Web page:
How I reduce the risk of loans being defaulted
By understanding basic economics and the fundamentals of finance, I have learned how to make smart and small investments and how to disperse the risk of losing my money by funding several entrepreneurs. Favoring quantity over quality, I lend smaller amounts to many entrepreneurs rather than committing hundreds of dollars to a certain individual. By lending to entrepreneurs whose field partner risk rating is 4-5 stars, I spread the risk of losing money on a loan. By dispersing my loans geographically, I further reduce the risk of loans being defaulted because a country’s socioeconomic circumstances could dramatically change, affecting an entrepreneur’s repayment. According to Reuters UK, women are also more fiscally responsible.

What I have learned in terms of economics, business, and humanitarianism
By examining business plans, evaluating repayment terms, and judging the risk of a loan, I have learned much about making smart investments with humanitarian intentions. I discuss this learning as well as issues such as recession and poverty in my blog, Miss Economist (see links below). The bigger lesson I have learned is the importance of philanthropy. By helping those in less fortunate circumstances, I have realized how empowering women can change the world.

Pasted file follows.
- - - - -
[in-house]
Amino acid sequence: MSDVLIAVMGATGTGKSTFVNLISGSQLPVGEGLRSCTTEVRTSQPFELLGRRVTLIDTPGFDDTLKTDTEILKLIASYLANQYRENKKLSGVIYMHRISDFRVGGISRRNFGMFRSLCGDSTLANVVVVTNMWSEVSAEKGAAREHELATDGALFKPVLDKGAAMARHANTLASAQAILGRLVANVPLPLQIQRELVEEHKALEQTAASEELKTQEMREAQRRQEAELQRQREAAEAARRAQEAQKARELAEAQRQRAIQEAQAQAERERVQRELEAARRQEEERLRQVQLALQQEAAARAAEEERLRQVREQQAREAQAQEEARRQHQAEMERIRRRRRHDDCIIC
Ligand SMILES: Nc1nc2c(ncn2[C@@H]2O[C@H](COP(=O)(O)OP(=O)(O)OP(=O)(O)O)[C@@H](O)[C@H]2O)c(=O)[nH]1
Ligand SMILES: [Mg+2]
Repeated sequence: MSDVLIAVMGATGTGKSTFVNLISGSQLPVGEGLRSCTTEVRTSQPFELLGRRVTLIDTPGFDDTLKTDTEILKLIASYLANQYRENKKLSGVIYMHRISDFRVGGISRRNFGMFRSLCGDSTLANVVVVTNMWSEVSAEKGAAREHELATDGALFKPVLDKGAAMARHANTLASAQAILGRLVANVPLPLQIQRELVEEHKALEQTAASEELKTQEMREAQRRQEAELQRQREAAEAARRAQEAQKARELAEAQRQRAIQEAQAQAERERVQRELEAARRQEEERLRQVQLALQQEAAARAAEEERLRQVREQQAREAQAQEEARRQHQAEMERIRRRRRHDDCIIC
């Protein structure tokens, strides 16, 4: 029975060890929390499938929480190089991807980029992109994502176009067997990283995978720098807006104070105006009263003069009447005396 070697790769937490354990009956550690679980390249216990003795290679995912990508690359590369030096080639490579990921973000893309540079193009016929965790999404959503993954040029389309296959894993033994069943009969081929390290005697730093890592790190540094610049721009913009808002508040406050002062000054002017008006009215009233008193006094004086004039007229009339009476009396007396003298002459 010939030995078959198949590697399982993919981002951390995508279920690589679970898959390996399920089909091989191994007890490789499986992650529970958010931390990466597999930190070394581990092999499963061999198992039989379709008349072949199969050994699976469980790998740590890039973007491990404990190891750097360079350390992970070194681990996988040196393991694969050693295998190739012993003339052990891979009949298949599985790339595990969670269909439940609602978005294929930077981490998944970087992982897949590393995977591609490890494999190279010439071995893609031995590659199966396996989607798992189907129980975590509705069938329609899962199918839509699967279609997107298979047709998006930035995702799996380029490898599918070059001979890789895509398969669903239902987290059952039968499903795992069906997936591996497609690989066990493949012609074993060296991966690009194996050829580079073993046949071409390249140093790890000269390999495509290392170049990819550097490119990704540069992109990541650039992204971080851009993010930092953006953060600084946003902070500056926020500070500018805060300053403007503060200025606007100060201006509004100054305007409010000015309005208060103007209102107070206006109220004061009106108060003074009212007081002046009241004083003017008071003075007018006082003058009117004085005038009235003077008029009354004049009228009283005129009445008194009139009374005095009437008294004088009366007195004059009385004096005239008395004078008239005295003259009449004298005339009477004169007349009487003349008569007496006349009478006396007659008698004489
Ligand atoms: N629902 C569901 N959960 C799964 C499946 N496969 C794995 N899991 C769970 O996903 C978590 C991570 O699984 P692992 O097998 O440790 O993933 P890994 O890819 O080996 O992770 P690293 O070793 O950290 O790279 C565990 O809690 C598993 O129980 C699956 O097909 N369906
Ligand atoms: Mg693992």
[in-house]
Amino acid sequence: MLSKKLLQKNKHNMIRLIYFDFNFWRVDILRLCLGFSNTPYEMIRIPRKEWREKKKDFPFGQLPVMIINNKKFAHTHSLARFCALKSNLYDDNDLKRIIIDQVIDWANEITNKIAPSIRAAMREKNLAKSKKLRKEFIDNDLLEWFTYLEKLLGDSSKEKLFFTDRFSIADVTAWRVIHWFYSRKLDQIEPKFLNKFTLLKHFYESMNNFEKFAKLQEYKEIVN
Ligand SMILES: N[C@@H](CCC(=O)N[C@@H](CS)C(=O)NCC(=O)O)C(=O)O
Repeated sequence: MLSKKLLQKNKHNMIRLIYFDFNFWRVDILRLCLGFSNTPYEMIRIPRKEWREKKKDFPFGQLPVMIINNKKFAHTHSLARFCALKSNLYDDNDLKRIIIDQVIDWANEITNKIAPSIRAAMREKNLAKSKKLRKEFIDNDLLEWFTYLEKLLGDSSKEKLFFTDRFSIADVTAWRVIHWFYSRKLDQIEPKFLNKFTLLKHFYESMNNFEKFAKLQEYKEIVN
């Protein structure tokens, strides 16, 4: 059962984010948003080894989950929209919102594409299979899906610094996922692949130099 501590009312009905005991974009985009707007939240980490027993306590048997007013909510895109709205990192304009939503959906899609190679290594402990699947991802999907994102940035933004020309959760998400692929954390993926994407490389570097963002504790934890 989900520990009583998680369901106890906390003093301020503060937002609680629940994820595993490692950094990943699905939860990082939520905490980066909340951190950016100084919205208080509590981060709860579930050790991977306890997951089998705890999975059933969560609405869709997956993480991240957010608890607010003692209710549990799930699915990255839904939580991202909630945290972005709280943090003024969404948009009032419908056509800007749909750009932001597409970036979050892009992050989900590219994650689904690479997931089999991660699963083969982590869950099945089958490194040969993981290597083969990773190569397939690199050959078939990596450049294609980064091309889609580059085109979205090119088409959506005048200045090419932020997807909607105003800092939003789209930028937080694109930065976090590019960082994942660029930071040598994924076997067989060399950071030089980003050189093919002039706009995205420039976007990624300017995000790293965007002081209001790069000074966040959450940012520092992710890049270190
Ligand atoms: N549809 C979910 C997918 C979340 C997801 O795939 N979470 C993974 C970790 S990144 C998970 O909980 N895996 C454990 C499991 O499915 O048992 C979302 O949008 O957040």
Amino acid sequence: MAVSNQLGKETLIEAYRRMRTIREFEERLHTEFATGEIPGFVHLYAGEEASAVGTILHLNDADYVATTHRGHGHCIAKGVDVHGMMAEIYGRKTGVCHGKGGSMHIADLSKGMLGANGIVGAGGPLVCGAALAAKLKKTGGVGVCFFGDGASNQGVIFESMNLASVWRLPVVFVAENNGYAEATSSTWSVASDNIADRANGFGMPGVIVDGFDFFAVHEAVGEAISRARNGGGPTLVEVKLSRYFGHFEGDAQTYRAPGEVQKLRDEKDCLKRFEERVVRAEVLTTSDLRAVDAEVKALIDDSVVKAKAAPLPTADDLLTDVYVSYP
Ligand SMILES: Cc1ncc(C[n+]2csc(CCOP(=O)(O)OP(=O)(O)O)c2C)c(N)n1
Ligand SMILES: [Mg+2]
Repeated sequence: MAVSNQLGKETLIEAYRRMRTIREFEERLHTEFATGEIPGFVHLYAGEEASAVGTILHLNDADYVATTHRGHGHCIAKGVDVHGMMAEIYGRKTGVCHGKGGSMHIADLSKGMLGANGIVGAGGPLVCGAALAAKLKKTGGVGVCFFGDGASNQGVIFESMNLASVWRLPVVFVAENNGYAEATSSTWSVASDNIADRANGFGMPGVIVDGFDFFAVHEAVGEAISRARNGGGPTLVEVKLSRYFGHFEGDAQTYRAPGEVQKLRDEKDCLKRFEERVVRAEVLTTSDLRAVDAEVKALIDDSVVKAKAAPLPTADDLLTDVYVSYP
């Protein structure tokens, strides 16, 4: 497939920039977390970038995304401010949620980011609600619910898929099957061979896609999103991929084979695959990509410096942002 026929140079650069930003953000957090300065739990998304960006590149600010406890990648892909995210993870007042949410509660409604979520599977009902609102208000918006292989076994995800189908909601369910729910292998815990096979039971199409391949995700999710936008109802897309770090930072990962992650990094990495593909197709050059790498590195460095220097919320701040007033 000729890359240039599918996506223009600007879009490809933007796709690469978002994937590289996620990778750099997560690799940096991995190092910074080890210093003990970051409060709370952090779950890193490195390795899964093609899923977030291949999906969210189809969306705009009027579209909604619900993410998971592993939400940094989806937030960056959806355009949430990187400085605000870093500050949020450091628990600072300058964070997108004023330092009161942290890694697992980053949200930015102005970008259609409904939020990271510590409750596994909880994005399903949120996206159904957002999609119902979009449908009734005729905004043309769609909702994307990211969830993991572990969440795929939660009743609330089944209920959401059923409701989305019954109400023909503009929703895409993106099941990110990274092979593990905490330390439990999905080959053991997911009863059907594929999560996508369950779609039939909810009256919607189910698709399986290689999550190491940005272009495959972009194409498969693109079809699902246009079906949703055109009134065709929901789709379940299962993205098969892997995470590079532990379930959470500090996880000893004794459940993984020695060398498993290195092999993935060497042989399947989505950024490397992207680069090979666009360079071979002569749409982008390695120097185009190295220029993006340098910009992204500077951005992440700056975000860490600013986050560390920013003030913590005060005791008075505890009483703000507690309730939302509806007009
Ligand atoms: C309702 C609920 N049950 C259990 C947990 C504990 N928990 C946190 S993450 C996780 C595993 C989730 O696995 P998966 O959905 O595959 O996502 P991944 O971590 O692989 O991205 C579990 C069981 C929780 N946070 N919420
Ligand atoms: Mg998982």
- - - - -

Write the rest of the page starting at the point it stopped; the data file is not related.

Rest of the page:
My next steps
Now that I have established 43 loans, I aim to not only continue funding more businesswomen but also to communicate the benefits of microlending to the youth and women of the world. By promoting philanthropy and humanitarianism, I will spread the message of microlending and empower women. In addition, I hope to pursue a degree in economics from a prestigious university such as Stanford or University of Chicago and use those skills in the real world. 

If you can help in any way, please let me know!